Introduced Tilapia Invade Nāpali Coast on Kaua‘i
Thousands of black-chin tilapia have invaded near-shore waters in the Nāpali Coast State Wilderness Park on Kaua‘i. Fishermen first reported seeing large schools of mostly juvenile tilapia over the past two weeks. On Wednesday in-water surveys of the Nu‘alolo Kai section of the park confirmed the reports.
Ka‘ili Shayler, a Fish & Habitat Monitoring Coordinator with the state Department of Land and Natural Resources’ Division of Aquatic Resources theorizes that they washed into the ocean from one of the ditch systems on the west side of Kaua‘i. Since they are considered mostly a freshwater species, he thinks they are moving to areas where freshwater flows into the ocean.
Authorities say this is “an unfortunate and dramatic example” of how invasive species, once introduced to Hawai‘i, can quickly take hold and ultimately out- compete native species for resources like food.
Brian Neilson, DAR Administrator said, “While certain types of tilapia are fished or raised for human consumption there’s no place in our aquatic ecosystem for these invasive fish, particularly in the high numbers we’re now seeing on Kaua‘i’s north shore.”
Department officials called the proliferation an “emergency situation” and say they are working on issuing a special activity permit to gather community members to try and remove the tilapia with a surround net.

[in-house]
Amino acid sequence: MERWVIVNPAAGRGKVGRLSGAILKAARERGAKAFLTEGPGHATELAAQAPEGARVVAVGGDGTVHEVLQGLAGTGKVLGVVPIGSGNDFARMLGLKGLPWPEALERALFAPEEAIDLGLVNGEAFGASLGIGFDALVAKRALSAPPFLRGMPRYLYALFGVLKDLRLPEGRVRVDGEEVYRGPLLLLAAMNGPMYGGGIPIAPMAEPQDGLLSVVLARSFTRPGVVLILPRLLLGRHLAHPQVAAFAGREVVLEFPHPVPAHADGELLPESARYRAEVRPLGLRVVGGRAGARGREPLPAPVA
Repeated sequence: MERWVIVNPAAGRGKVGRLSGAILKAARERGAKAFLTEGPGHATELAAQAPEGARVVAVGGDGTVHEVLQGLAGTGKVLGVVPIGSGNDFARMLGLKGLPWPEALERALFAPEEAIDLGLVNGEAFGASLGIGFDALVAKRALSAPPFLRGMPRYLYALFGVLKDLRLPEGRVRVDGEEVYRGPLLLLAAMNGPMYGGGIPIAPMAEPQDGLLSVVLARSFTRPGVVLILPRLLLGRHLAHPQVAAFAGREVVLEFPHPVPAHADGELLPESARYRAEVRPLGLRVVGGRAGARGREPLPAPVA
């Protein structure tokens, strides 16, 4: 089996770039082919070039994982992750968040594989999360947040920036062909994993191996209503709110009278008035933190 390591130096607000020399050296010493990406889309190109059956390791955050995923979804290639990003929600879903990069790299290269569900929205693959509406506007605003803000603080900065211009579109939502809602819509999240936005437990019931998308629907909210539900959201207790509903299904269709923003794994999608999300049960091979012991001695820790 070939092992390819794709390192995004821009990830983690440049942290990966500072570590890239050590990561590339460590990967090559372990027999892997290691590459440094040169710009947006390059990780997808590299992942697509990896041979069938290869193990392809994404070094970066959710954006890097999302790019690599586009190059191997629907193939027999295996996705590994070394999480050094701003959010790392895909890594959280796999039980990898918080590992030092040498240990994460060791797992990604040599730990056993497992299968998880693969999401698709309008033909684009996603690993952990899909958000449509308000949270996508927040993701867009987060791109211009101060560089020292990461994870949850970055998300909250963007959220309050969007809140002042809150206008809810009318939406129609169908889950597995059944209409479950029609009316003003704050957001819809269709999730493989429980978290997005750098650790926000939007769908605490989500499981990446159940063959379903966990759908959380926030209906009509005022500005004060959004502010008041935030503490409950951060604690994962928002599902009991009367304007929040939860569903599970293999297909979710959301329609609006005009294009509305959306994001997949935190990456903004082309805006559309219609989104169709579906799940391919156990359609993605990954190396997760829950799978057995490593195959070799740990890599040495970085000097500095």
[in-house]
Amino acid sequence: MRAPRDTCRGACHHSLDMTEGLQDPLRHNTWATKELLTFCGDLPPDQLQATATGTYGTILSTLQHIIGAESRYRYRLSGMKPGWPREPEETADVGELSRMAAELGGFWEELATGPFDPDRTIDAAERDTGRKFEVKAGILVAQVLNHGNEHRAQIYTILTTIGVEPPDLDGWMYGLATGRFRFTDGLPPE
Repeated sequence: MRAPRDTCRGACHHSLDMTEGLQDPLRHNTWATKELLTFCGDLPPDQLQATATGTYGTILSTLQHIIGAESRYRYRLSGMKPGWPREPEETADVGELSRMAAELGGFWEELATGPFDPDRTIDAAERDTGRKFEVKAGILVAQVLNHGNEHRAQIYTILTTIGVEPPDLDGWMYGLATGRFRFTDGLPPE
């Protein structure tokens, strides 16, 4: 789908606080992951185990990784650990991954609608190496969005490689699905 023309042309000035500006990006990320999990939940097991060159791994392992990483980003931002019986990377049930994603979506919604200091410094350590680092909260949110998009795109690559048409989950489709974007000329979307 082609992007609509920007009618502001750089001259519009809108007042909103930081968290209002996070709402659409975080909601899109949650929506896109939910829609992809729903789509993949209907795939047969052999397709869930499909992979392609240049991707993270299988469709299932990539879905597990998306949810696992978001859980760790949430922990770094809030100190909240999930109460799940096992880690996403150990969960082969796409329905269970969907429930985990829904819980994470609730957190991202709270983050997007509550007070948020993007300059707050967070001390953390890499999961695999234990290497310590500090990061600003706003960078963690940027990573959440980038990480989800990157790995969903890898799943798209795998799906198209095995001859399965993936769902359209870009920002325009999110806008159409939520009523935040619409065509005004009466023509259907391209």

Shayler said, “We don’t want this species proliferating down the coast. We need to remove them before winter swells make it difficult or impossible to do anything.”
Shayler used a throw net yesterday to catch five dozen tilapia, which were analyzed by aquatic biologists to see what they’re eating. Initial analysis showed that they’re currently consuming algae. The DAR team also took water samples to help determine the salinity of the ocean where the tilapia are schooling. This will help provide scientific data about their tolerance for saltwater versus freshwater.
DLNR Chair Suzanne Case echoed Neilson’s comments saying, “The Nāpali Coast State Wilderness Park is among the most pristine, in-tact, natural areas in all of Hawai‘i. It’s absolutely critical that we aggressively address any new invasive species threats and with this invasion of black-chin tilapia, that is precisely what we’re planning.”